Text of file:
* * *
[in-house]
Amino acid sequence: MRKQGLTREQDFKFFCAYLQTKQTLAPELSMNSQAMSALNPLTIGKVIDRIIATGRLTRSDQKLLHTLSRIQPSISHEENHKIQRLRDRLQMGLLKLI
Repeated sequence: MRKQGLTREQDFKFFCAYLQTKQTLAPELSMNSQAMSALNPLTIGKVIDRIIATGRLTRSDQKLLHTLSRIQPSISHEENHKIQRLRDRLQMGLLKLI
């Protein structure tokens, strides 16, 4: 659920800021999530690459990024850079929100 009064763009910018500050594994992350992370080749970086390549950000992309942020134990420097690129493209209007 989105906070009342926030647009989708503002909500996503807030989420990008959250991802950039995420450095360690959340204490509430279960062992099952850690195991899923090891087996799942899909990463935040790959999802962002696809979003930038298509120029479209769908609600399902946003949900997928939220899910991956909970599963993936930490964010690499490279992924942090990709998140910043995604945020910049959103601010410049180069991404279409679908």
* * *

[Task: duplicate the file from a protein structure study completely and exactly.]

[in-house]
Amino acid sequence: MRKQGLTREQDFKFFCAYLQTKQTLAPELSMNSQAMSALNPLTIGKVIDRIIATGRLTRSDQKLLHTLSRIQPSISHEENHKIQRLRDRLQMGLLKLI
Repeated sequence: MRKQGLTREQDFKFFCAYLQTKQTLAPELSMNSQAMSALNPLTIGKVIDRIIATGRLTRSDQKLLHTLSRIQPSISHEENHKIQRLRDRLQMGLLKLI
């Protein structure tokens, strides 16, 4: 659920800021999530690459990024850079929100 009064763009910018500050594994992350992370080749970086390549950000992309942020134990420097690129493209209007 989105906070009342926030647009989708503002909500996503807030989420990008959250991802950039995420450095360690959340204490509430279960062992099952850690195991899923090891087996799942899909990463935040790959999802962002696809979003930038298509120029479209769908609600399902946003949900997928939220899910991956909970599963993936930490964010690499490279992924942090990709998140910043995604945020910049959103601010410049180069991404279409679908």